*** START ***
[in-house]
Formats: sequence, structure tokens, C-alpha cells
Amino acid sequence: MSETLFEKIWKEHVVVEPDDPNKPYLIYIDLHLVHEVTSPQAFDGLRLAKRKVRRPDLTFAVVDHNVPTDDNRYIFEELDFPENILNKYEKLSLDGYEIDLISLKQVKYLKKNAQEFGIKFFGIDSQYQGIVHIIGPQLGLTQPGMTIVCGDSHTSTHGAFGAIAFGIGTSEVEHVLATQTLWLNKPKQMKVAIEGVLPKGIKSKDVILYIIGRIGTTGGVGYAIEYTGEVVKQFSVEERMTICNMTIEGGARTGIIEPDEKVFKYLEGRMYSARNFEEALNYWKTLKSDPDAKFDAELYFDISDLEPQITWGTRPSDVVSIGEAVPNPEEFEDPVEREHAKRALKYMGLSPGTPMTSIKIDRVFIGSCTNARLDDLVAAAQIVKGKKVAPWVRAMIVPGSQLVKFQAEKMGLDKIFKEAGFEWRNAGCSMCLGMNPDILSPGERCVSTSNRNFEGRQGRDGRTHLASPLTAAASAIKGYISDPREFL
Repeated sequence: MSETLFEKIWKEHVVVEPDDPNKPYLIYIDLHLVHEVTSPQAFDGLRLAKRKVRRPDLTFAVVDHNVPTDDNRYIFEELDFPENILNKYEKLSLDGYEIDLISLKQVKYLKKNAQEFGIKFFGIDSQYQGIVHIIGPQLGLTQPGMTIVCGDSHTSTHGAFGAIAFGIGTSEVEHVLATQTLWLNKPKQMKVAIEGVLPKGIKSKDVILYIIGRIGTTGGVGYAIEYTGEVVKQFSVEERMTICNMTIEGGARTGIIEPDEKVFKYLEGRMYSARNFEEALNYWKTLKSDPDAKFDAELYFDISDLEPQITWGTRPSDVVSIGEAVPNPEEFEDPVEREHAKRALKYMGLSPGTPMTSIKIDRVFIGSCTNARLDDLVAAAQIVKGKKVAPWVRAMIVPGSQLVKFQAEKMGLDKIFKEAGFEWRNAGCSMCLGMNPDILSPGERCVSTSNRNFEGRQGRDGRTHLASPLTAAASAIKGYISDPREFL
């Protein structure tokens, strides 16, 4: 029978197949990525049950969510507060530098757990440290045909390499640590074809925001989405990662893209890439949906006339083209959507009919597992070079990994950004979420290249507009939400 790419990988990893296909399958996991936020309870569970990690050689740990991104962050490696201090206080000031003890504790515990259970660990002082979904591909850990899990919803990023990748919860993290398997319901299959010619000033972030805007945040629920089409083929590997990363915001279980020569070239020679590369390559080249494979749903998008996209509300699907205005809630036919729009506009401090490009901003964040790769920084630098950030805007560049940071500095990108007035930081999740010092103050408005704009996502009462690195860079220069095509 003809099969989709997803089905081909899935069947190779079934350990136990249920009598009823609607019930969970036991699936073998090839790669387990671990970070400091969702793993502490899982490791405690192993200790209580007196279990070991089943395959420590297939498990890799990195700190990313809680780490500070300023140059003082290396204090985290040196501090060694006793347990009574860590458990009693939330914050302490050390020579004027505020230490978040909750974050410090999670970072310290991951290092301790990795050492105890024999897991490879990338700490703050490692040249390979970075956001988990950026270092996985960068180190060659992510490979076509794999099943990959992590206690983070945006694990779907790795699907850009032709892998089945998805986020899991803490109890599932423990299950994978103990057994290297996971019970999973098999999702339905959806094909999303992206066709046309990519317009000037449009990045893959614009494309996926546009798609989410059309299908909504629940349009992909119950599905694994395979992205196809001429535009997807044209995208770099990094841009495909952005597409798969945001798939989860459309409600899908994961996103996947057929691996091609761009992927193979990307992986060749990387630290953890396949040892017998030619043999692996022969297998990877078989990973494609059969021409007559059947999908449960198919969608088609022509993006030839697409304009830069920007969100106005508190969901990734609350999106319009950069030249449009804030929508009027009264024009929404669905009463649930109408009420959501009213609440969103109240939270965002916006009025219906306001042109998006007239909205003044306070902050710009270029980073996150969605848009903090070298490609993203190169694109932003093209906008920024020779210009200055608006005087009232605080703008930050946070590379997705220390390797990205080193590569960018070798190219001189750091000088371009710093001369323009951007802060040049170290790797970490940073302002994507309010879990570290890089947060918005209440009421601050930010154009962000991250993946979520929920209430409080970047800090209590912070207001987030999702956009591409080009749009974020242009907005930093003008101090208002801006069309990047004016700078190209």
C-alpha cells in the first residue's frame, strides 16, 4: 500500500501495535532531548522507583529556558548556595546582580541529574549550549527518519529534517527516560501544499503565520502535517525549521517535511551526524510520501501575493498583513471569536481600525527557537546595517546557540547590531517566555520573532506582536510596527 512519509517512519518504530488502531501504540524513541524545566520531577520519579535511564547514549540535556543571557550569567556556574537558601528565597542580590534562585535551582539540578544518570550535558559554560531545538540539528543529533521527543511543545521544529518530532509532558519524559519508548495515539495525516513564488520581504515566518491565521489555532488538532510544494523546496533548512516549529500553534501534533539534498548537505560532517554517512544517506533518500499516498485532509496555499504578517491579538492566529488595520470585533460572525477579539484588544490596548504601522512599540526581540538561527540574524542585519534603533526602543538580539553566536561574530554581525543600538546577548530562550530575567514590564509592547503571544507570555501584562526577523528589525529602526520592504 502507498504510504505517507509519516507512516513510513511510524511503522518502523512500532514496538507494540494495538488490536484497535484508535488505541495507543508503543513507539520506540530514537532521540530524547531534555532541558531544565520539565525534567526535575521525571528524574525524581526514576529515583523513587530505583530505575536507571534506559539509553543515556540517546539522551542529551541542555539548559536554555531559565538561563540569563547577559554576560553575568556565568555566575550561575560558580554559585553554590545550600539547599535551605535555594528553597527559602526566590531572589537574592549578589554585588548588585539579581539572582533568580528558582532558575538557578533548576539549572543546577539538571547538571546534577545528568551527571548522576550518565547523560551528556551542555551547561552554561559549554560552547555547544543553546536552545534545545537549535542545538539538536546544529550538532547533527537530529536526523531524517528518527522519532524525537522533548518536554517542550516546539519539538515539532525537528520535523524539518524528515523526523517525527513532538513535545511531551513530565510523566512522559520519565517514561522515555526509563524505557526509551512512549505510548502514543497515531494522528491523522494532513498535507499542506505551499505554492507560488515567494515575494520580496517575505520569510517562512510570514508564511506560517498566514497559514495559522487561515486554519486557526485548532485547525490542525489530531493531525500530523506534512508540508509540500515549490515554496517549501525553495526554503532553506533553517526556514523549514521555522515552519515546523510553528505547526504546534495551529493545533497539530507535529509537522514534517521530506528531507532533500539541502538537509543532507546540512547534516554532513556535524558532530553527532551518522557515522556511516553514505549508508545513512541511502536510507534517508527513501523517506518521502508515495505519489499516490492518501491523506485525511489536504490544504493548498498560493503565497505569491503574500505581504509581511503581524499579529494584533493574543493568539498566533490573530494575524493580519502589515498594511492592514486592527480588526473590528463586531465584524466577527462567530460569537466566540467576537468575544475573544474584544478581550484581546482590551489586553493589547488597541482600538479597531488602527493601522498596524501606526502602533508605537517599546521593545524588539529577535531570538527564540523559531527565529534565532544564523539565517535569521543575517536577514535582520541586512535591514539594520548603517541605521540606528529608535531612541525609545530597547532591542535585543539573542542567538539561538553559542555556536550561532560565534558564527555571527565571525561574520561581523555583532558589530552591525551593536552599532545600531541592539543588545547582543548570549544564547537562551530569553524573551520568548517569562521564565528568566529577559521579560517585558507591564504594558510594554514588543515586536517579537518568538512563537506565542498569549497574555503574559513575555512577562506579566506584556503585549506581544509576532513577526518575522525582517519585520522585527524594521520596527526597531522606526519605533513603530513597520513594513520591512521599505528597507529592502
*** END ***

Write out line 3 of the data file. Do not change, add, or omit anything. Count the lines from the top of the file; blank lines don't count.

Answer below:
Amino acid sequence: MSETLFEKIWKEHVVVEPDDPNKPYLIYIDLHLVHEVTSPQAFDGLRLAKRKVRRPDLTFAVVDHNVPTDDNRYIFEELDFPENILNKYEKLSLDGYEIDLISLKQVKYLKKNAQEFGIKFFGIDSQYQGIVHIIGPQLGLTQPGMTIVCGDSHTSTHGAFGAIAFGIGTSEVEHVLATQTLWLNKPKQMKVAIEGVLPKGIKSKDVILYIIGRIGTTGGVGYAIEYTGEVVKQFSVEERMTICNMTIEGGARTGIIEPDEKVFKYLEGRMYSARNFEEALNYWKTLKSDPDAKFDAELYFDISDLEPQITWGTRPSDVVSIGEAVPNPEEFEDPVEREHAKRALKYMGLSPGTPMTSIKIDRVFIGSCTNARLDDLVAAAQIVKGKKVAPWVRAMIVPGSQLVKFQAEKMGLDKIFKEAGFEWRNAGCSMCLGMNPDILSPGERCVSTSNRNFEGRQGRDGRTHLASPLTAAASAIKGYISDPREFL